SYDNEY, June 26 (Reuters) – Australian Treasurer Jim Chalmers said inflation could hit 7% this year, in line with forecasts from the central bank, whose board will be reviewed by the new government for its ensure workers are represented.
The Labor government won a national election in May after nine years in opposition, and Chalmers said he would deliver a statement on the economy when parliament sits in July, ahead of an October budget.
Chalmers said in a television interview on Sunday that a review of the Reserve Bank of Australia (RBA), whose terms of reference have yet to be released, would also examine the composition and size of its board.
“Whether it’s broad enough in terms of geography and gender, all the other important considerations, but also making sure the right voices are represented around the table,” he said on Insiders. ABC.
Representing all parts of the economy would involve ‘making sure workers are represented’, he added, when asked if former union officials should be considered for upcoming vacancies. to the board of directors.
RBA Governor Philip Lowe warned in a speech on Tuesday that price pressures continue to build both globally and domestically and that inflation will now hit 7% by the end of the month. year, the highest pace in decades and well above the RBA’s long-term target band. 2-3%.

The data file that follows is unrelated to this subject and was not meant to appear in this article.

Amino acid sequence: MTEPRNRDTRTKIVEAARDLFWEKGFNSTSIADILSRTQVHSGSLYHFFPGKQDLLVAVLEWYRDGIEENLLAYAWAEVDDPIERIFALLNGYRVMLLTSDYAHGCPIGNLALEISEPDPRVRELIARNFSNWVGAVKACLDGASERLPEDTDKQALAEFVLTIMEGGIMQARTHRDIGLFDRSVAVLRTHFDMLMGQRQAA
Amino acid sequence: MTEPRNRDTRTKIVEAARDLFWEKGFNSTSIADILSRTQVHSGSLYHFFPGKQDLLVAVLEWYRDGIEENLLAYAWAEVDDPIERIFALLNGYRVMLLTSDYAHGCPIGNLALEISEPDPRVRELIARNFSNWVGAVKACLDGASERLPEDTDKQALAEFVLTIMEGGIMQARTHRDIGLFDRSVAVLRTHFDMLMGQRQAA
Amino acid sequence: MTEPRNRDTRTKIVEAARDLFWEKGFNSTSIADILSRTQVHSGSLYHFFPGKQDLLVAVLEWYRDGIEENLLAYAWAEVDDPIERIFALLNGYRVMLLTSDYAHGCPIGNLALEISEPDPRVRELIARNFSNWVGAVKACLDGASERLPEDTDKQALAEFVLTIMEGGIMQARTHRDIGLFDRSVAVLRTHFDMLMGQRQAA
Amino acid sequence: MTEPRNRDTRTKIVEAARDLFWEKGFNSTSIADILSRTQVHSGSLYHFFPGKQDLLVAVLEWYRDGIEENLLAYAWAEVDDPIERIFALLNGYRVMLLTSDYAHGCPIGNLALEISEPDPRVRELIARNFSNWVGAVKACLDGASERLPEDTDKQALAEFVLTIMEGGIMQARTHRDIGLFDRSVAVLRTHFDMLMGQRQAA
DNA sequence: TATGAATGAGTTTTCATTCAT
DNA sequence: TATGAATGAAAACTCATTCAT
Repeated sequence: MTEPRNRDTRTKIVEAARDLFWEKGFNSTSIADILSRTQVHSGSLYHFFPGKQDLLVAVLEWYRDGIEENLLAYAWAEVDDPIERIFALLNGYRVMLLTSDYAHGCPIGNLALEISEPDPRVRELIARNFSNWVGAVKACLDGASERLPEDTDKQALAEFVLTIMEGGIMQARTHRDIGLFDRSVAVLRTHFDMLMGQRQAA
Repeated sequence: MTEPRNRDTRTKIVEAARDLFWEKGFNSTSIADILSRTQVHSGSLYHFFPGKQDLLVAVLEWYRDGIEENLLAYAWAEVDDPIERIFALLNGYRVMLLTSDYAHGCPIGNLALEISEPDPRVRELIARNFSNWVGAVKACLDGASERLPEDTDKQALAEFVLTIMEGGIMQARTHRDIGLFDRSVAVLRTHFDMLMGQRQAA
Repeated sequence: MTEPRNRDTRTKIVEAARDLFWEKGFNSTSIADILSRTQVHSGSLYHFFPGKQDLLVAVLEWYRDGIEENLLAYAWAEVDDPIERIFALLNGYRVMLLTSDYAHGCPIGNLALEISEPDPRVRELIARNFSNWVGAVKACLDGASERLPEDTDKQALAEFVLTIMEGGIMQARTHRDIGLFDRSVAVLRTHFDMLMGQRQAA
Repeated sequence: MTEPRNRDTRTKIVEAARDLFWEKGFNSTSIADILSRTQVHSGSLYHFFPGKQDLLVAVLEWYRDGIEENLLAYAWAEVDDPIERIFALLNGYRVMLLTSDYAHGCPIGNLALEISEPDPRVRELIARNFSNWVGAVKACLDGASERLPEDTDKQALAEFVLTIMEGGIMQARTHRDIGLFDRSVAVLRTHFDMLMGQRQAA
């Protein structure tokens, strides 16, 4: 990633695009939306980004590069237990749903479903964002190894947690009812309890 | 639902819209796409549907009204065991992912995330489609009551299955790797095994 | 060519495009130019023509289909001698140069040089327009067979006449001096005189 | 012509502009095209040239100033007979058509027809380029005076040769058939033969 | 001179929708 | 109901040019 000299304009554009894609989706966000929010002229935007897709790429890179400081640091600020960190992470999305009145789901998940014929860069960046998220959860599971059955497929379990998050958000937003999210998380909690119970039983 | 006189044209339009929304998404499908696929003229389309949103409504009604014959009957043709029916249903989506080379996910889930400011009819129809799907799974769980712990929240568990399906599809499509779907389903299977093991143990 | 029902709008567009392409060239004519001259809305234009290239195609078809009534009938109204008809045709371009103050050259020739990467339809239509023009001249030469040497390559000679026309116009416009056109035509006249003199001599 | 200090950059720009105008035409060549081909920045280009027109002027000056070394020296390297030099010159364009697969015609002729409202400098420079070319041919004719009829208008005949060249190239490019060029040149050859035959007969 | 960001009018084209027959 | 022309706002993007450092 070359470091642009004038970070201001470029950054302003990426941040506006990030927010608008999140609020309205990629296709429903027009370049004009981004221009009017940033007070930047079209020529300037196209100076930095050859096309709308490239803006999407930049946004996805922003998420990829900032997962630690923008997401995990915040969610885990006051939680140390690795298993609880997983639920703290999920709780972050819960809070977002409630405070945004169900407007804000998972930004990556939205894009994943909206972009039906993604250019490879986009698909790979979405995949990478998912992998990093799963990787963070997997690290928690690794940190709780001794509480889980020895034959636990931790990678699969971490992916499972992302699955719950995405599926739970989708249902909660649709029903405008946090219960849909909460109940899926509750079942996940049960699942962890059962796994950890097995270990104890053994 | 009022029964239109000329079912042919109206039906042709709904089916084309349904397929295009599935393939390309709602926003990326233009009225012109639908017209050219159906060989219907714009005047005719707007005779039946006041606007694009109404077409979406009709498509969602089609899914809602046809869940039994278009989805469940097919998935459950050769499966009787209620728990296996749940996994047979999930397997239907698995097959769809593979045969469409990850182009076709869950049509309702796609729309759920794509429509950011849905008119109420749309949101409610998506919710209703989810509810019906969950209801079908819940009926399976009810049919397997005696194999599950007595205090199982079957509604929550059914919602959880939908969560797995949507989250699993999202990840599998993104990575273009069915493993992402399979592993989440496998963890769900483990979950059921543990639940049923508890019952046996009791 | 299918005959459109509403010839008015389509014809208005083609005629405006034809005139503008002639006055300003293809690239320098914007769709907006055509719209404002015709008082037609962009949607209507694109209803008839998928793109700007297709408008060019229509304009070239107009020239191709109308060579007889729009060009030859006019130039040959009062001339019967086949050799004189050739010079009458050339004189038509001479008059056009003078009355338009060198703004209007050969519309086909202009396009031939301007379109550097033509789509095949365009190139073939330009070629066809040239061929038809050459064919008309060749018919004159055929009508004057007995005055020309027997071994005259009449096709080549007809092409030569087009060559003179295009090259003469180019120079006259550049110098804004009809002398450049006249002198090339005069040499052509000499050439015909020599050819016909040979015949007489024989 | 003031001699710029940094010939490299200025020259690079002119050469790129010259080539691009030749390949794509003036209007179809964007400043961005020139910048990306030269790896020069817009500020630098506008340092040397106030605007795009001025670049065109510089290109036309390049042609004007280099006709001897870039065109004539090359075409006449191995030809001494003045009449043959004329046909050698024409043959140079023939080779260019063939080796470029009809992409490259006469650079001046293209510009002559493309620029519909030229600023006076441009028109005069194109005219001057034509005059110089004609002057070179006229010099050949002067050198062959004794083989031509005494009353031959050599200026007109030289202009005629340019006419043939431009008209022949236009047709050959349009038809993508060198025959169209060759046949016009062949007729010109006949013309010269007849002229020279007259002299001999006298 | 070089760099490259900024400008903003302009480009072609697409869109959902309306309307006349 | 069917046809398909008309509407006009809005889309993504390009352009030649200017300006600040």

“This inflation problem will get tougher before it starts to subside,” Chalmers said on Sunday.
“I will update this forecast towards the end of July and take into account the most recent information we have on the economy, but the Reserve Bank said something about 7% – that does not doesn’t seem completely off the mark. mark.”
He added that he hoped inflation would moderate next year and declined to name a preferred figure for wage growth, saying only that the government wanted “sustainable wage growth”.
The budget, in structural deficit, would be impacted by the pressure of rising interest rates and the volatility of commodity prices, he said.
A 12% drop in iron ore prices last week – Australia’s biggest export earner – “has budgetary implications”, he said. (Reporting by Kirsty Needham; Editing by Michael Perry)